is black lives matter a social movement?

People often ask if a political group is a “movement.” In what sense is Occupy Wall Street or Black Lives Matter a movement? In the social sciences, protest movements are often defined by the following: A collective action (not a single person, or a group of people acting at once by coincidence) Aimed at structural […]

Can UKIP Overcome the Doldrums?

Remember UKIP? You know, that garishly-branded so-called people's party that has form on the privatisation of the NHS, massive tax cuts for the mega wealthy, and thinks things like the minimum wage and maternity pay should be at an employer's...Show More Summary

Does the Broken Windows Theory justify heavy policing of minor crimes?

The one-year anniversary of Eric Garner’s death passed a little more than a year ago. Before Garner’s death, I had never heard of Tompkinsville, the Staten Island neighborhood where Garner regularly hung out, near the busy intersection of Victory Boulevard and Bay Street. This was Garner’s spot.  He played checkers and chess there, bought kids ice […]

Five Most Popular Posts In August

Most popular last month were: 1. Jeremy Corbyn, Stalinism, and the Cold War Boilerplate 2. Who I Voted For Labour Leader 3. Gordon Brown and Power 4. Why I Am Voting For Jeremy Corbyn 5. Some Questions for Jeremy Corbyn Yes, we've made it through August and it's still Jeremy-fest as far as the blog's concerned. Show More Summary

Why Does Gender Matter in Sports?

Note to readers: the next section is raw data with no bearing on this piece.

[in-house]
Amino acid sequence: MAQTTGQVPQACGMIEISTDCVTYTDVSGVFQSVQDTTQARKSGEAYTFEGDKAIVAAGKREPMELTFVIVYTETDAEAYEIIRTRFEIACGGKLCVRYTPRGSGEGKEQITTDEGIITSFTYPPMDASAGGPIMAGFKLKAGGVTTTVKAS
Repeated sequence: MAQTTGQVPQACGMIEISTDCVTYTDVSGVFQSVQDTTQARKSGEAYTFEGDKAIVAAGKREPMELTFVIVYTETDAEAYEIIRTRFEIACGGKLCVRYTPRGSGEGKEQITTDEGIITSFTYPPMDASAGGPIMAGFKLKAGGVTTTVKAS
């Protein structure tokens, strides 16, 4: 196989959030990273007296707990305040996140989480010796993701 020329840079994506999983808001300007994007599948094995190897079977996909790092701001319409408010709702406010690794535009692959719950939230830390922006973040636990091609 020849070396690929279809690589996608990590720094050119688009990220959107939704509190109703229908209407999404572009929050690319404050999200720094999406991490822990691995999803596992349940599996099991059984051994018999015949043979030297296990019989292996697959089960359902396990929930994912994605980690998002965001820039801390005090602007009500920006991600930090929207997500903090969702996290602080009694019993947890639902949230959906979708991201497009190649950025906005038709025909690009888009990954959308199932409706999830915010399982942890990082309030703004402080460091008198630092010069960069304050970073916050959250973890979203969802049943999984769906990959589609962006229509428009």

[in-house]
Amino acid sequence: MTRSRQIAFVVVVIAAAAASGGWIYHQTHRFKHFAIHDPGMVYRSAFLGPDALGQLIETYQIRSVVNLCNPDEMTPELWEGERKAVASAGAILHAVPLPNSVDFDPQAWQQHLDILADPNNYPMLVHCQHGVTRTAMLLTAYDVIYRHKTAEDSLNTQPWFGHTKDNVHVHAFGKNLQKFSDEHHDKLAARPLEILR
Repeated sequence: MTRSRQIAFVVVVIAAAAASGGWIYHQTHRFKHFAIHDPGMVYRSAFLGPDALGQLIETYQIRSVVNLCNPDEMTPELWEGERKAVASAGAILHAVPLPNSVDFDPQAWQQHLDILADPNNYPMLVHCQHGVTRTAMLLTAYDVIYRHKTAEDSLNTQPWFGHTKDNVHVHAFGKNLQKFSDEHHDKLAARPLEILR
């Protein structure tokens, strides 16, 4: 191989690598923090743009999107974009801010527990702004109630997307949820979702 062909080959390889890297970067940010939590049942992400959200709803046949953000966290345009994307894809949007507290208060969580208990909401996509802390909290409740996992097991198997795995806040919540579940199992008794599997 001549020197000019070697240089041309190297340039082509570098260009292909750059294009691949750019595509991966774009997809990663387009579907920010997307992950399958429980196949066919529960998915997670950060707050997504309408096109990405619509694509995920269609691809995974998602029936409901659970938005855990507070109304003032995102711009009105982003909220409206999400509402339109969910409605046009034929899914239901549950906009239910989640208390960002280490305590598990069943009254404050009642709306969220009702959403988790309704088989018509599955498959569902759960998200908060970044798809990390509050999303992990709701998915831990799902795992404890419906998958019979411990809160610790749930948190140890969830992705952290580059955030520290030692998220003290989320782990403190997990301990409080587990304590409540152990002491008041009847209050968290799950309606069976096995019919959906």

By Sally Raskoff In 2009, I posted a blog about sex categories, intersex, sport, and cultural norms about identity. Has much changed since then? In professional sports, categorizing eligibility to compete as a female is based on testosterone levels. They...

general tso’s chicken

Netflix is running a documentary called The Search for General Tso, which is about the origin of a dish called “General Tso’s Chicken.” As you might imagine, the documentary starts with some obvious humor. Folks back in China have never heard of it, so the viewer believes that it is a fake “American Chinese” dish. […]

Coach and Economy

August 31, 2015 Posted by Jay Livingston The Illinois football head coach, Tim Beckman, was just fired after a ton of evidence showed that he forced Fighting Illini scholar-athletes to play hurt. [A] player, Simon Cvijanovic, alleged...Show More Summary

This Month in SocImages (August 2015)

SocImages News: It was an incredible honor this month to attend the American Sociological Association meetings and accept the Distinguished Contributions to Teaching Award on behalf of myself and Gwen Sharp and our work on this site. We are so thrilled to know that instructors find the site useful and invigorating and, as I said at […]

the most overlooked trend in U.S. higher education

State defunding of public higher education has received a lot of attention in recent years. And budget cuts like the $250 million one Scott Walker made this year to the University of Wisconsin mean this trend continues to get media play. Less visible in the media, but still well known, is that as public funding […]

inside higher education discusses replication in psychology and sociology

Science just published a piece showing that only a third of articles from major psychology journals can be replicated. That is, if you reran the experiments, only a third of experiments will have statistically significant results. The details of the studies matter as well. The higher the p-value, the less like you were to replicate […]